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Mold Testing Often Costly  And Unnecessary



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Mold Testing Often Costly  And Unnecessary

HARTFORD — The Office of the Governor and the Connecticut Departments of Public Health (DPH) and Consumer Protection want state homeowners and renters to be cautious when considering testing for mold in their homes.

“DPH has noted an alarming increase in the number of calls received from Connecticut residents who are considering or have already spent a significant amount of money on mold testing in their homes,” said DPH Commissioner J. Robert Galvin, MD, MPH. “Mold testing is costly, and often unnecessary.

“Mold is naturally present outdoors, and we track it inside our homes on clothing and shoes, and through open windows and doors,” Dr Galvin added. “However, mold should not grow actively inside of a home. The biggest cause of excess indoor mold is moisture. Taking away the source of moisture takes care of the majority of indoor mold growth issues.”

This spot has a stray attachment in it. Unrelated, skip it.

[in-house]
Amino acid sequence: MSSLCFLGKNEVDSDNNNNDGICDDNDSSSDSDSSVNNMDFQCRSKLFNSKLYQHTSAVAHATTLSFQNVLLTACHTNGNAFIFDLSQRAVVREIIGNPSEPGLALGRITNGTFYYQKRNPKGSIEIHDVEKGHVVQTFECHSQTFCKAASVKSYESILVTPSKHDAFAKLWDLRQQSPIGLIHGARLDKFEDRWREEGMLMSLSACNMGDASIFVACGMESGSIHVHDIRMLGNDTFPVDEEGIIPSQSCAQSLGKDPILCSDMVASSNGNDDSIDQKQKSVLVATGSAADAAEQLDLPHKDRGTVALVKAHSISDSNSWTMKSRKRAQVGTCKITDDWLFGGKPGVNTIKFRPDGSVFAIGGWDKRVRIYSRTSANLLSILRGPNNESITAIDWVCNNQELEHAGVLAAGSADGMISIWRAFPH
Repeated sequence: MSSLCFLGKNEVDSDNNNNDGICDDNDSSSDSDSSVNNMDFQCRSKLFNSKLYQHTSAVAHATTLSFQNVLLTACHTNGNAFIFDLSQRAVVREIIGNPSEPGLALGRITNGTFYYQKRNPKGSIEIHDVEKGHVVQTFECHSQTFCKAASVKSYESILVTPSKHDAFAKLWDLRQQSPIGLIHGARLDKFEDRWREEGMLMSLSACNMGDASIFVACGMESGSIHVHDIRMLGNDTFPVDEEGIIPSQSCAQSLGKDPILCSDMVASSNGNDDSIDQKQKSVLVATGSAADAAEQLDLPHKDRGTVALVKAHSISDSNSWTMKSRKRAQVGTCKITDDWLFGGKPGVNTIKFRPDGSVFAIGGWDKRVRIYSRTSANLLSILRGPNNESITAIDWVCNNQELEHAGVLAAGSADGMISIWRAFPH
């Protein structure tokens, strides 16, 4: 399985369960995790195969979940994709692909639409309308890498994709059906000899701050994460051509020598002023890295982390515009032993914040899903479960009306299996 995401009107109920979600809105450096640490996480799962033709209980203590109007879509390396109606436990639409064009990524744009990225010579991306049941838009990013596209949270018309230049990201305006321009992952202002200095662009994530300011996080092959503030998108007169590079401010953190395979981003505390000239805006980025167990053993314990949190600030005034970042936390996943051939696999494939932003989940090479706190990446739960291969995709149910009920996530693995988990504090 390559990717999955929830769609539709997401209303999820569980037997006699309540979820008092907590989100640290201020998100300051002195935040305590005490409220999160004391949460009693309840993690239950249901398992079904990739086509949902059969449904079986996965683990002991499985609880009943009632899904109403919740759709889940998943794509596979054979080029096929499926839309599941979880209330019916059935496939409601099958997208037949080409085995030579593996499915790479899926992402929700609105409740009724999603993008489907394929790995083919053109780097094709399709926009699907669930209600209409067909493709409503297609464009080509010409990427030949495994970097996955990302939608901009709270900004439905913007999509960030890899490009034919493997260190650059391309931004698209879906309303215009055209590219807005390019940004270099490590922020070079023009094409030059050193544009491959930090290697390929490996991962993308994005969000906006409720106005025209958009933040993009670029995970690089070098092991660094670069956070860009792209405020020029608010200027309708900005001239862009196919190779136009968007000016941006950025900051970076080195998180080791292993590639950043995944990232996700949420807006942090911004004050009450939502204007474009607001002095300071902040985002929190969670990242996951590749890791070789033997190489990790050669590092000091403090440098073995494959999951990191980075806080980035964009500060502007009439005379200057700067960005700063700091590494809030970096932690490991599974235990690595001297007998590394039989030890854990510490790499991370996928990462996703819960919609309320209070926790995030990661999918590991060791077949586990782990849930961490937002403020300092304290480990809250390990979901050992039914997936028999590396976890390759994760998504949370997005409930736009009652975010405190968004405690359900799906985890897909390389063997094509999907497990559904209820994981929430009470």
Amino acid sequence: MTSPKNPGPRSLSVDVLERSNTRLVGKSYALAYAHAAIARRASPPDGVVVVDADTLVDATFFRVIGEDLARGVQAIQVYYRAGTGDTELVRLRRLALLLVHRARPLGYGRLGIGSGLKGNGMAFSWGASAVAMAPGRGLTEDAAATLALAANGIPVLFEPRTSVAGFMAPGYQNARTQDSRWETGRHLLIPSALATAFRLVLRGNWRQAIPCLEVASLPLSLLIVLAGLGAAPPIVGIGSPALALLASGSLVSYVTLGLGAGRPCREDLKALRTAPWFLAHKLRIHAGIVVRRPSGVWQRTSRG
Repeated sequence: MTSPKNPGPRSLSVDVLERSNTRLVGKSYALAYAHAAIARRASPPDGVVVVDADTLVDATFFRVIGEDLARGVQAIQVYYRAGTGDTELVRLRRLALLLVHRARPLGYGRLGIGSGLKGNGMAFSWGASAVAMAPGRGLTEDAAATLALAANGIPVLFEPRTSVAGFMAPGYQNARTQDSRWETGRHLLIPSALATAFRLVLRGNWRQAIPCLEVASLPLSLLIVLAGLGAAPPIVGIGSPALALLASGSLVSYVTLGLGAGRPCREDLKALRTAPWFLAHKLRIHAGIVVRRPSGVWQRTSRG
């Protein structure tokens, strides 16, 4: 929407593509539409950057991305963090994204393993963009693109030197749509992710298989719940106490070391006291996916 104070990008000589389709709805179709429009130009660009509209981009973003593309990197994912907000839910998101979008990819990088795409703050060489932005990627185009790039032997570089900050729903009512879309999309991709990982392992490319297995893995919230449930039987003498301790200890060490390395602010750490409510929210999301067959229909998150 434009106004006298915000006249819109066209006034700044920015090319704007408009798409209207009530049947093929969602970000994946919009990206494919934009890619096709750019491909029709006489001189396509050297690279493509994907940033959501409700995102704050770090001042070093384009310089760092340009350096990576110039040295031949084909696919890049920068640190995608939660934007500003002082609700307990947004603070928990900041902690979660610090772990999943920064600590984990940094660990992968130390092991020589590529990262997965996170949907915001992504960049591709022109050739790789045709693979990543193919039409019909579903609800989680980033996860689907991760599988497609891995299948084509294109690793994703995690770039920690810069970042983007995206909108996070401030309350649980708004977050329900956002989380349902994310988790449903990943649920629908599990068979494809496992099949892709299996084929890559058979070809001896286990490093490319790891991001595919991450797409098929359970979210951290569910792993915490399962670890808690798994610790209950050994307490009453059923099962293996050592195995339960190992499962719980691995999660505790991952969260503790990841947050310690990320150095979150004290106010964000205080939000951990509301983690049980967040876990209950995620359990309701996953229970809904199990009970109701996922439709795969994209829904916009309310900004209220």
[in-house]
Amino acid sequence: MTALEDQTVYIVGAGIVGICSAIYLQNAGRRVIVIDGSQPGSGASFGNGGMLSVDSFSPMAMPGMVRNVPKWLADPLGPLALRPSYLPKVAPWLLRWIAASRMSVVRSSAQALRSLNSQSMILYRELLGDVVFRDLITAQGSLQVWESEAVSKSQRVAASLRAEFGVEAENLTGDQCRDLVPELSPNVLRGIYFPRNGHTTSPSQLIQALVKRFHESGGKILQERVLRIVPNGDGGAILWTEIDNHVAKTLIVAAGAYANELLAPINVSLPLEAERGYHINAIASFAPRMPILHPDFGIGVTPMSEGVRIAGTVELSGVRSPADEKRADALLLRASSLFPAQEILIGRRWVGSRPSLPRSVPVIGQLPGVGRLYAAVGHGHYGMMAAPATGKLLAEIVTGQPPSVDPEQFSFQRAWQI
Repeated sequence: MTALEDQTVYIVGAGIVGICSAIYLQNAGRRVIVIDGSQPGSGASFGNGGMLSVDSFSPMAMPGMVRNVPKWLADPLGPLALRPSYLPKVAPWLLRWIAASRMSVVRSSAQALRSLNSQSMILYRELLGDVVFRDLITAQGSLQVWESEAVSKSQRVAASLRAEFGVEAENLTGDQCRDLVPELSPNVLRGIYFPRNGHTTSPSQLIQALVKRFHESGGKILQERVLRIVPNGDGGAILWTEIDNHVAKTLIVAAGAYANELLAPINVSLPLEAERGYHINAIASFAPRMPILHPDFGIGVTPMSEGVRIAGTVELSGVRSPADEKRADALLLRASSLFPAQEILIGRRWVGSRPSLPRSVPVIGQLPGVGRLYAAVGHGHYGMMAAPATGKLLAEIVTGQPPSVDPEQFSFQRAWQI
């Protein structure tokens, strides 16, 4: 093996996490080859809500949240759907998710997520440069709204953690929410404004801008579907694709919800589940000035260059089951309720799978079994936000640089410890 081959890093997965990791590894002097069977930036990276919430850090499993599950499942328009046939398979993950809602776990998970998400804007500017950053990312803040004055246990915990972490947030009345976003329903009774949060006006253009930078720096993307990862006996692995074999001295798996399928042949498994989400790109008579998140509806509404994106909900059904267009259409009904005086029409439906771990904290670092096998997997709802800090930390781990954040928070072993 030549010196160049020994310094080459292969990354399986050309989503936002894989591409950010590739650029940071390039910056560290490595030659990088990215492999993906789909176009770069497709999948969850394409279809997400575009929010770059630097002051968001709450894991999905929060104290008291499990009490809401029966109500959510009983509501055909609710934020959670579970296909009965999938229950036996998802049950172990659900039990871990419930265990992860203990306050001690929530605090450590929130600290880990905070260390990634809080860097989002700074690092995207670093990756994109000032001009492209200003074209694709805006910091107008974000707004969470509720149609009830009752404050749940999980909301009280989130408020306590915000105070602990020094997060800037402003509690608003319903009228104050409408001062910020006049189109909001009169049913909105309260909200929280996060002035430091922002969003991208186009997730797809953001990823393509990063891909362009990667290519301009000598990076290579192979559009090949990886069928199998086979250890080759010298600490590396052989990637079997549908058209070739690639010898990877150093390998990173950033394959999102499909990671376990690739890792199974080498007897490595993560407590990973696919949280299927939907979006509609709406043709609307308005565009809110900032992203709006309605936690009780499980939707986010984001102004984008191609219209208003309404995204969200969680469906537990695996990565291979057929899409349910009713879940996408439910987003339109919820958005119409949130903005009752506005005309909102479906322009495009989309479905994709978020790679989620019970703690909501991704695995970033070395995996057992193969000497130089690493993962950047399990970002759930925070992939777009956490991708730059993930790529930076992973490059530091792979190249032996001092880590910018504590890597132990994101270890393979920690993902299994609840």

Moisture sources include leaks in roofs, window and door casings, pipes and plumbing fixtures, as well as poor drainage or cracked foundations.

“While some moisture problems inside homes can be easily fixed, if extensive areas of mold growth or complex moisture intrusion exist, professional help from a licensed general contractor may be required,” Department of Consumer Protection Commissioner Edwin R. Rodriguez said. “Homeowners and renters should be wary of contractors offering any type of mold testing. Instead, contractors should focus on identifying where the moisture problems exist in or around the home and remediating any areas where visible mold growth or water damage has occurred.”

DCP licenses general building and home improvement contractors, but there is no specialty licensing or certification for mold testing or remediation in Connecticut. Homeowners are encouraged to contact DCP before hiring a building or home improvement contractor to ensure that the contractor is licensed and to check for any outstanding complaints against the contractor.

DPH has published a fact sheet addressing the issue of mold testing in indoor environments, including residential properties, which can be found on the DPH website at www.dph.state.ct.us/Publications/BRS/EOHA/ieq_testing.pdf. Further information may also be obtained by calling the DPH Environmental and Occupational Health Assessment Program at 860-509-7742.

Information about Connecticut licensed building or home improvement contractors can be obtained from the Department of Consumer Protection at 860-713-6110.

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